30 Nov - Evvivax and ADNAS announce a collaboration to develop DNA-based vaccines
STONY BROOK, N.Y. (November 30, 2017) — Applied DNA Sciences, Inc. (NASDAQ: APDN) is conducting an evaluation of two animal vaccines with Evvivax srl, an Italian biotech company focused on healthcare for companion animals. These pilots will be developed using the Company’s proprietary and patented large-scale PCR (polymerase chain reaction) DNA production processes and devices.
“We are seeing strong business momentum in our biopharm vertical as awareness of and interest in our proprietary processes and devices for the production of DNA using PCR methods increases, thereby offering us an additional driver of long-term and profitable growth. As our team’s sophistication, breadth of experience and recognition by leading scientists continues to mature, we are fielding pilot requests that are greater in number, financial significance and duration. Recently, we have fielded six new requests for pilot quotation for DNA therapeutics,” commented Dr. James Hayward, president and CEO of Applied DNA.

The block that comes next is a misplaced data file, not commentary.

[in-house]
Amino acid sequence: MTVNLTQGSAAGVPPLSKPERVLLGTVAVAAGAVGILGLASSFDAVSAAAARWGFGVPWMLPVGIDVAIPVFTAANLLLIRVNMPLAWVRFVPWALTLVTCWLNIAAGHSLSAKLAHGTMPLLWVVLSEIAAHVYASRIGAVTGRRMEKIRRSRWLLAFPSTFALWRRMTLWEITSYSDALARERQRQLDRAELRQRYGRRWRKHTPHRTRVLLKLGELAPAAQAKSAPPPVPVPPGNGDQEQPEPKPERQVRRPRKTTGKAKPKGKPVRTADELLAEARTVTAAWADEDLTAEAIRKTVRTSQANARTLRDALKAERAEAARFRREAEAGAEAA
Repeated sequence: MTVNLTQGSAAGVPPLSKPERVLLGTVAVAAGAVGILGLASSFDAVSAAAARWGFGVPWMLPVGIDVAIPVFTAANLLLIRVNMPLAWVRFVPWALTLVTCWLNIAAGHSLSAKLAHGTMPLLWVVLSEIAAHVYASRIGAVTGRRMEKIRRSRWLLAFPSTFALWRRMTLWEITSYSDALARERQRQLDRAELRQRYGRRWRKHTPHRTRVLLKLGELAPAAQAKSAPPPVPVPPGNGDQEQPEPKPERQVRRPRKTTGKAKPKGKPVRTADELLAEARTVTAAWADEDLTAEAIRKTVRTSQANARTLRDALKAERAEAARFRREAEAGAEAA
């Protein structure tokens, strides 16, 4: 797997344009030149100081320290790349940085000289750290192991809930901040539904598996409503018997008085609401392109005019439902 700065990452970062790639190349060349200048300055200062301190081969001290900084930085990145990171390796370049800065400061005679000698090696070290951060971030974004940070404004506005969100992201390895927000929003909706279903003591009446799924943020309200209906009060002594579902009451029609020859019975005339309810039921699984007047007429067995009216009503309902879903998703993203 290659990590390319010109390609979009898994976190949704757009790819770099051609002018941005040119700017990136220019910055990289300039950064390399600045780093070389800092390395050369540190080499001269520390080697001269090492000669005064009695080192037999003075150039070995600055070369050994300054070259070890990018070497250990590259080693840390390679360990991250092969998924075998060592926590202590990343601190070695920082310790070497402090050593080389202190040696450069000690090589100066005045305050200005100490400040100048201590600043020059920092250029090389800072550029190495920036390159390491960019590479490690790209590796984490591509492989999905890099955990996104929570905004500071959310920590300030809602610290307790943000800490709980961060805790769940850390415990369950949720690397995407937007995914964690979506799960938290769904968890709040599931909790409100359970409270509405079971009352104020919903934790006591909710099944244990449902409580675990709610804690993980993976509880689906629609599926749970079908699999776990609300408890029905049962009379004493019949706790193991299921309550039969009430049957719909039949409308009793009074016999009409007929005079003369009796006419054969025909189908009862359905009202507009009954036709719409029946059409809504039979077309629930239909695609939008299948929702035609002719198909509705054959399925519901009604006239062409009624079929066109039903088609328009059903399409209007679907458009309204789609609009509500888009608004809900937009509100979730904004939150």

Dr. Luigi Aurisicchio, Chief Executive and Scientific Officer of Evvivax srl, stated: “We are pleased with the technical capabilities and customer service of the Applied DNA team. PCR-production of DNA offers advantages over “plasmid produced” DNA. The goal of this pilot is to quantify those advantages for use in our animal vaccines.” USDA has already approved a number of DNA-vaccines for animals.
DNA vaccines have until now, been based primarily upon “plasmid” delivery. Plasmids are small, circular, double-stranded molecules of DNA found in bacteria and yeast. These molecules have traditionally been the tools used to manufacture DNA. However, a plasmid-based technology for gene therapy suffers from a number of drawbacks that include: a) the active DNA only represents about 30-50% of the plasmid, b) the remaining 50-70% of the plasmid contains multiple genetic components unrelated to the DNA vaccine that may have unintended consequences in humans, c) the plasmid-containing bacteria must be grown in very large vessels, over many days, to yield DNA supplies adequate for vaccines, d) the bacteria used to produce the plasmids contain toxins and pyrogens, that can cause illness and fevers if present in the DNA preparation that is given to a patient.